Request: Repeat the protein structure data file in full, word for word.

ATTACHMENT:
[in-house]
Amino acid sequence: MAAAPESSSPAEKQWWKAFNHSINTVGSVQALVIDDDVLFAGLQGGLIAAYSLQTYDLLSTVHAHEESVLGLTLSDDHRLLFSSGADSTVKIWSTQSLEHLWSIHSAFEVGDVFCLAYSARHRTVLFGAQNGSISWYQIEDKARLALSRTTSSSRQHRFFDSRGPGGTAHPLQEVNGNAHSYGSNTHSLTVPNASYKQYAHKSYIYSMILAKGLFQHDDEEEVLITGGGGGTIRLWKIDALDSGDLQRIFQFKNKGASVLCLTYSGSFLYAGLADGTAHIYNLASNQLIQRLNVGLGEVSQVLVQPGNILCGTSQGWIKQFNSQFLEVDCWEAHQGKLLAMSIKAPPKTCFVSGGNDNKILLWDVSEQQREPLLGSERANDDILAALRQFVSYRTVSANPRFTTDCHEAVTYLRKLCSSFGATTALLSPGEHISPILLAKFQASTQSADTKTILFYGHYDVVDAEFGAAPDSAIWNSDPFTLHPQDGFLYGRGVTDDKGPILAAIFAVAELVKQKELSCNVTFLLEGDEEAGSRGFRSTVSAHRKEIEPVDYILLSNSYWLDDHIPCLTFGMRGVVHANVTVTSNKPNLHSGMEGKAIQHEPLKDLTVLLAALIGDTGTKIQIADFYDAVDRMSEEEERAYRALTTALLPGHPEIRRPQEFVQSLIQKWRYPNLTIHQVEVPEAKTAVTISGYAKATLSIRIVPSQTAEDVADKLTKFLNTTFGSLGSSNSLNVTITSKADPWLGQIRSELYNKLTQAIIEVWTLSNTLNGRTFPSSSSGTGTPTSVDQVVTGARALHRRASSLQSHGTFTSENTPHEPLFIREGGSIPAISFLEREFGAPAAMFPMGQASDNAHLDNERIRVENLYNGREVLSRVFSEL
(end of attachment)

[in-house]
Amino acid sequence: MAAAPESSSPAEKQWWKAFNHSINTVGSVQALVIDDDVLFAGLQGGLIAAYSLQTYDLLSTVHAHEESVLGLTLSDDHRLLFSSGADSTVKIWSTQSLEHLWSIHSAFEVGDVFCLAYSARHRTVLFGAQNGSISWYQIEDKARLALSRTTSSSRQHRFFDSRGPGGTAHPLQEVNGNAHSYGSNTHSLTVPNASYKQYAHKSYIYSMILAKGLFQHDDEEEVLITGGGGGTIRLWKIDALDSGDLQRIFQFKNKGASVLCLTYSGSFLYAGLADGTAHIYNLASNQLIQRLNVGLGEVSQVLVQPGNILCGTSQGWIKQFNSQFLEVDCWEAHQGKLLAMSIKAPPKTCFVSGGNDNKILLWDVSEQQREPLLGSERANDDILAALRQFVSYRTVSANPRFTTDCHEAVTYLRKLCSSFGATTALLSPGEHISPILLAKFQASTQSADTKTILFYGHYDVVDAEFGAAPDSAIWNSDPFTLHPQDGFLYGRGVTDDKGPILAAIFAVAELVKQKELSCNVTFLLEGDEEAGSRGFRSTVSAHRKEIEPVDYILLSNSYWLDDHIPCLTFGMRGVVHANVTVTSNKPNLHSGMEGKAIQHEPLKDLTVLLAALIGDTGTKIQIADFYDAVDRMSEEEERAYRALTTALLPGHPEIRRPQEFVQSLIQKWRYPNLTIHQVEVPEAKTAVTISGYAKATLSIRIVPSQTAEDVADKLTKFLNTTFGSLGSSNSLNVTITSKADPWLGQIRSELYNKLTQAIIEVWTLSNTLNGRTFPSSSSGTGTPTSVDQVVTGARALHRRASSLQSHGTFTSENTPHEPLFIREGGSIPAISFLEREFGAPAAMFPMGQASDNAHLDNERIRVENLYNGREVLSRVFSEL